achieving a very high irradiance.LASER A laser is a device that emits light (electromagnetic radiation) through a process of optical amplification based on the stimulated emission of photons. Spatial coherence typically is expressed through the output being a narrow beam which is diffractionlimited.  The term "laser" originated as an acronym for Light Amplification by Stimulated Emission of Radiation. often a so-called "pencil beam.  They can be launched into a beam of very low divergence in order to concentrate their power at a large distance ." Laser beams can be focused to very tiny spots.

A laser which produces light by itself is technically an optical oscillator rather than an optical amplifier as suggested by the acronym. It has been noted that the acronym LOSER. A beam produced by a thermal or other incoherent light source has an instantaneous amplitude and phase which vary randomly with respect to time and position." would have been more correct. Longitudinal coherence implies a polarized wave at a single frequency whose phase is correlated over a relatively large distance (the coherence length) along the beam. for "light oscillation by stimulated emission of radiation. and thus a very short coherence length. .

Laser radiation output from the front mirror can be seen to produce a tiny (about 1mm in diameter) intense spot on the screen to the right .Helium-neon laser demonstration laboratory at university of Paris 6. The pink-orange glow running through the center of the tube is from the electric discharge .  that glowing plasma however also acts as the gain medium through which the internal beam passes as it is reflected in between the two mirrors.

is partially transparent. as well as a means to supply energy to the gain medium. A cavity consists of two mirrors arranged such that light bounces back and forth.  The energy is typically supplied i. 5. 3. each time passing through the gain medium. Typically one of the two mirrors. the output coupler. know to pumping as an electrical current or as light at a different wavelength.CONSTRUCTION OF LASER A laser consists of a gain medium inside a highly reflective optical cavity. 2. Gain medium Laser pumping High reflector Output coupler Laser beam . The gain medium is a material with properties that allow it to amplify light by stimulated emission. 4.e. 1.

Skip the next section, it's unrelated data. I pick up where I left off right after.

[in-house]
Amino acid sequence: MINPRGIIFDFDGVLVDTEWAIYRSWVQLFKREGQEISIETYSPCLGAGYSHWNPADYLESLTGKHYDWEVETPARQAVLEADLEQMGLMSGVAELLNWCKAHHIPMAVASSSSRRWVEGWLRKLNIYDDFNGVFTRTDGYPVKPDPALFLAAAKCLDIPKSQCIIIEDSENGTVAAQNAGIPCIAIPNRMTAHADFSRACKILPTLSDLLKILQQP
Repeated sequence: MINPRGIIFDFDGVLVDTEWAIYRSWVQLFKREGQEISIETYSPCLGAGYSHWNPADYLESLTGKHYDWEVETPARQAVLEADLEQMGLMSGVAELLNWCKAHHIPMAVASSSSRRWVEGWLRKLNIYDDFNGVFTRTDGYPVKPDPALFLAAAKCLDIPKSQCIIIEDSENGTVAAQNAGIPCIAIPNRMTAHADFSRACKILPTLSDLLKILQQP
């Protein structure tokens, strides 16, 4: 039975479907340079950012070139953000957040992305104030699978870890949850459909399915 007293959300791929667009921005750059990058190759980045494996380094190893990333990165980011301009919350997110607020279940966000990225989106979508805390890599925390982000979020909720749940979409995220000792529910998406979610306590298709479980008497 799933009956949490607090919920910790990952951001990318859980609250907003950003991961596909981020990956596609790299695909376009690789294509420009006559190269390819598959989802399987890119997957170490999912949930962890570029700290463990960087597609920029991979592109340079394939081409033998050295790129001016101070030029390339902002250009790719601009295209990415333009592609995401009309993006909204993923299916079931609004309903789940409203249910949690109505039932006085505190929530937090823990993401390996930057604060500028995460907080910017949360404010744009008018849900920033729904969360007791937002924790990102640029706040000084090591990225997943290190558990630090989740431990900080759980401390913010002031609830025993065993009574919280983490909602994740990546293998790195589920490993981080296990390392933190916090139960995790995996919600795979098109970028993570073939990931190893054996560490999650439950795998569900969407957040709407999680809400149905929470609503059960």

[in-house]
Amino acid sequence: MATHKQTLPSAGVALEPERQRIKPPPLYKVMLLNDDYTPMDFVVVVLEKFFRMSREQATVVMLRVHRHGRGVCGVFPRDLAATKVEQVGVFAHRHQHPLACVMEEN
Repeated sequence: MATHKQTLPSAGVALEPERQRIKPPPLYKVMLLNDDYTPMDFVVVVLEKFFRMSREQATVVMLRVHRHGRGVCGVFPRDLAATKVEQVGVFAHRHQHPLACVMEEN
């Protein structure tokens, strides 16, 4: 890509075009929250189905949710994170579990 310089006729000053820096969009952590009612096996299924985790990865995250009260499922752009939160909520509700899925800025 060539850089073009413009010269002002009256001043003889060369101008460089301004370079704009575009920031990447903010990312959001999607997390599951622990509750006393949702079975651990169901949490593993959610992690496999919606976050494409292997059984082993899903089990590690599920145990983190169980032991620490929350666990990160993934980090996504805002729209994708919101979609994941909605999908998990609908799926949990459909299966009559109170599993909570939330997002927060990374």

Emission can be spontaneous or stimulated. The gain medium absorbs pump energy. and shape. . In the latter case. When the number of particles in one excited state exceeds the number of particles in some lower-energy state. which amplifies the beam by the process of stimulated emission.  By itself. Hence. the photon is emitted in the same direction as the light that is passing by.MECHANISM OF LASER The gain medium of a laser is a material of controlled purity. population inversion is achieved and the amount of stimulated emission is larger than the amount of absorption. one obtains a laser. this makes an optical amplifier. concentration. which raises some electrons into higher-energy ("excited") quantum states.  Particles interacts with light by either absorbing or emitting photons. size. When an optical amplifier is placed inside a resonant optical cavity. the light is amplified.

where energy is extracted from a transition in an atom or molecule. such beams exhibit the minimum divergence for a given diameter.  Gaussian beam in most lasers.CHARACTERISTIC OF LASER  The light very similar to the input signal in terms of wavelength. phase. Einstein who derived the relationship between the A coefficient describing spontaneous emission  The B coefficient which applies to absorption and stimulated emission. This gives laser light its characteristic coherence. normal to the of propagation. with no beam divergence at that point  A laser relies on stimulated emission. . and allows it to maintain the uniform polarization  Monochromaticity established by the optical cavity design. and polarization.  It is highly collimated: the wave fronts are planar.